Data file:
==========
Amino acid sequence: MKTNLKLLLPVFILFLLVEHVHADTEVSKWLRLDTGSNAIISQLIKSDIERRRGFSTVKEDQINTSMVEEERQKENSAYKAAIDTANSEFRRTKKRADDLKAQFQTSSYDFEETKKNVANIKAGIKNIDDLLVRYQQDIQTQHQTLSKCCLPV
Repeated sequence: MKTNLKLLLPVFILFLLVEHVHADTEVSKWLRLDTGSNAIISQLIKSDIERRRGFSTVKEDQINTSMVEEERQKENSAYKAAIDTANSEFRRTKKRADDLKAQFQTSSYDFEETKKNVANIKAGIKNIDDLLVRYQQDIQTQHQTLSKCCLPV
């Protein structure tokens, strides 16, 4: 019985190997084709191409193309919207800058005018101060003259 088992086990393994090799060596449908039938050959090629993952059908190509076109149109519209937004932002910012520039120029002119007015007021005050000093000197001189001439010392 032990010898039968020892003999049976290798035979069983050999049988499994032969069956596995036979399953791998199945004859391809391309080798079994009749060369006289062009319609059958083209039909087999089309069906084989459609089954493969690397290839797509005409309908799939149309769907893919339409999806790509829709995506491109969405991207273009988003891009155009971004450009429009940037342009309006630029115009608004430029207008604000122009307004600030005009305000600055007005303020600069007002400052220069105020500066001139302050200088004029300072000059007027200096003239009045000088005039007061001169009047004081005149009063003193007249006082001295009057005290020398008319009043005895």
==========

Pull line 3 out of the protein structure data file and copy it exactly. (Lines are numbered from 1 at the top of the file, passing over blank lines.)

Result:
């Protein structure tokens, strides 16, 4: 019985190997084709191409193309919207800058005018101060003259 088992086990393994090799060596449908039938050959090629993952059908190509076109149109519209937004932002910012520039120029002119007015007021005050000093000197001189001439010392 032990010898039968020892003999049976290798035979069983050999049988499994032969069956596995036979399953791998199945004859391809391309080798079994009749060369006289062009319609059958083209039909087999089309069906084989459609089954493969690397290839797509005409309908799939149309769907893919339409999806790509829709995506491109969405991207273009988003891009155009971004450009429009940037342009309006630029115009608004430029207008604000122009307004600030005009305000600055007005303020600069007002400052220069105020500066001139302050200088004029300072000059007027200096003239009045000088005039007061001169009047004081005149009063003193007249006082001295009057005290020398008319009043005895």